The US Senate passed a trillion dollar infrastructure bill on August 11, 2021. What’s in it, and what does it mean for us motorcyclists?

If you want to read the full text of the bill, it’s available for free on the internet. Be warned, however, that the bill spans twenty-seven hundred and six pages, and may put you to sleep. I haven’t slogged through every page, but I have poked around a little. It’s more than just “roads and bridges.” There are some details that will impact the riding public; specifically, that it authorizes the creation of a Council just for us.

Title IV–Highway and Motor Vehicle Safety, Section 24111, calls for the establishment of a Motorcyclist Advisory Council, “not later than 90 days after the date of enactment of this section.” Despite the text it’s not new, but a reauthorization of the MAC that has existed before. The council itself has only a six-year term of existence, and so another bill will need to reauthorize it yet again.

The bill details the qualifications of the thirteen members who will comprise the Council, and lists them out individually. You can find the MAC-specific portion of the bill on pages 1015-1022 of the full text linked above. Council members serve only two years. It’s time to elect or appoint a whole new set of brains and eyeballs to those positions.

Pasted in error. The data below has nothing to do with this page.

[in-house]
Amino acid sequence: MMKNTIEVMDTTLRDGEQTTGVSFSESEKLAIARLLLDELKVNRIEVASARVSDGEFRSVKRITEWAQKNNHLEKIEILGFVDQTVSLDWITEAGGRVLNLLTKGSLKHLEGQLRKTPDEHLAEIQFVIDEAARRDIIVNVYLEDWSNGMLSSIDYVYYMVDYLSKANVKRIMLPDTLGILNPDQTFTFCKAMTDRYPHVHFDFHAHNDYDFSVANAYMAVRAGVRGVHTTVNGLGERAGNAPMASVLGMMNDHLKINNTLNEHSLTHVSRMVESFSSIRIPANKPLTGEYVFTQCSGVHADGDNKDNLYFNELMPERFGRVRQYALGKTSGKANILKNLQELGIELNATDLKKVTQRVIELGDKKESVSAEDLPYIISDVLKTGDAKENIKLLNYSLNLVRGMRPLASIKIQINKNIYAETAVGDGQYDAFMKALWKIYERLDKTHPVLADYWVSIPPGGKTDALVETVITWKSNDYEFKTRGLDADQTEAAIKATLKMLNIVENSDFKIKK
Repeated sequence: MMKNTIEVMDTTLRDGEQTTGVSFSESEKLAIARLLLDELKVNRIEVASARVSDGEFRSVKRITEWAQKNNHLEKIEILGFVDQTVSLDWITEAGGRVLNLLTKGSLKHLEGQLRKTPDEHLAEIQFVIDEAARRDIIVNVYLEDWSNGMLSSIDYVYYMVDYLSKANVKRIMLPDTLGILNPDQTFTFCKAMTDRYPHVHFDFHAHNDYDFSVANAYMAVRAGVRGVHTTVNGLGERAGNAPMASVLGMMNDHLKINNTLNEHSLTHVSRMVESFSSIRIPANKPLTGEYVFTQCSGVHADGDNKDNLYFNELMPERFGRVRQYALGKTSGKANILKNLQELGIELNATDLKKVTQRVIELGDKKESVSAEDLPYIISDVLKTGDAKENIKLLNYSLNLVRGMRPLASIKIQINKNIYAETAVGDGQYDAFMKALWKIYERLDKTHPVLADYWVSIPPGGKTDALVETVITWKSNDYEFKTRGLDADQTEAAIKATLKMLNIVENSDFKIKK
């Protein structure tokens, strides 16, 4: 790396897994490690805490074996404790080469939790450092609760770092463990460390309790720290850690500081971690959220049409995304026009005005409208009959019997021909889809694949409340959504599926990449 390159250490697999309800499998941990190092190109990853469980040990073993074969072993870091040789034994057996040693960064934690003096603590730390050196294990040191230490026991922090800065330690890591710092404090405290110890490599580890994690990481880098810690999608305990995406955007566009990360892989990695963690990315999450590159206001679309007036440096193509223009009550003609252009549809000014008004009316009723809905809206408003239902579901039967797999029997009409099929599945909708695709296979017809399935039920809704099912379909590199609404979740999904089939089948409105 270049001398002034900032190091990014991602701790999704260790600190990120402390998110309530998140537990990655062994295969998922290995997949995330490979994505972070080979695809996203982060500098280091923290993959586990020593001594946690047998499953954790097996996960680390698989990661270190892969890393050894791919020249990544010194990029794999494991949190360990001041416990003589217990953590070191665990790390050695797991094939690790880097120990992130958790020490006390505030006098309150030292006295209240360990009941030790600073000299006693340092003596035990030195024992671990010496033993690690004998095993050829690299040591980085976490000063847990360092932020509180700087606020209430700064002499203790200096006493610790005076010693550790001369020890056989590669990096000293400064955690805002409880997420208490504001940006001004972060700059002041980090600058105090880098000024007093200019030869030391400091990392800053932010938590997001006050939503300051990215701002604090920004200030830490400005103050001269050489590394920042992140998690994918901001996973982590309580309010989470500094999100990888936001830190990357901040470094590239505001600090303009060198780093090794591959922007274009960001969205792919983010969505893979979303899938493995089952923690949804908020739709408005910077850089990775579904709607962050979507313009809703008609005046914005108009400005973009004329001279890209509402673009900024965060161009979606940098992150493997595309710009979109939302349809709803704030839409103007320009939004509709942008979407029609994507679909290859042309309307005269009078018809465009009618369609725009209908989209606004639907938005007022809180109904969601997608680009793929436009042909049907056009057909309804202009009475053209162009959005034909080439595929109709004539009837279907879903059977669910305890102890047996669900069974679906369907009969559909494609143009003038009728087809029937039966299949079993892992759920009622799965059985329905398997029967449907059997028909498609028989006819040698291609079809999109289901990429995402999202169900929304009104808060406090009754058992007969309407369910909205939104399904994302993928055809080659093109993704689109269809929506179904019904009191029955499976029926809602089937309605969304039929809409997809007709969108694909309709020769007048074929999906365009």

With that said, your chance is now. If one of your own state reps ends up on this council you can call ’em up and give them your perspective. If you yourself are qualified to sit on this council, and have the time and motivation, we could all have a fellow ADVRider with unique perspective (to say the least), making a difference in our democracy. Unfortunately, there’s no compensation for your service other than our eternal gratitude. And maybe some serious cred on the forums.

I’ll be reading through the rest of this infrastructure bill for you, dear readers. Feel free to hit me with specific questions and I will track down the answers. If you don’t see anything else about this in the coming week, it means the other 2,695 pages were really, really boring.

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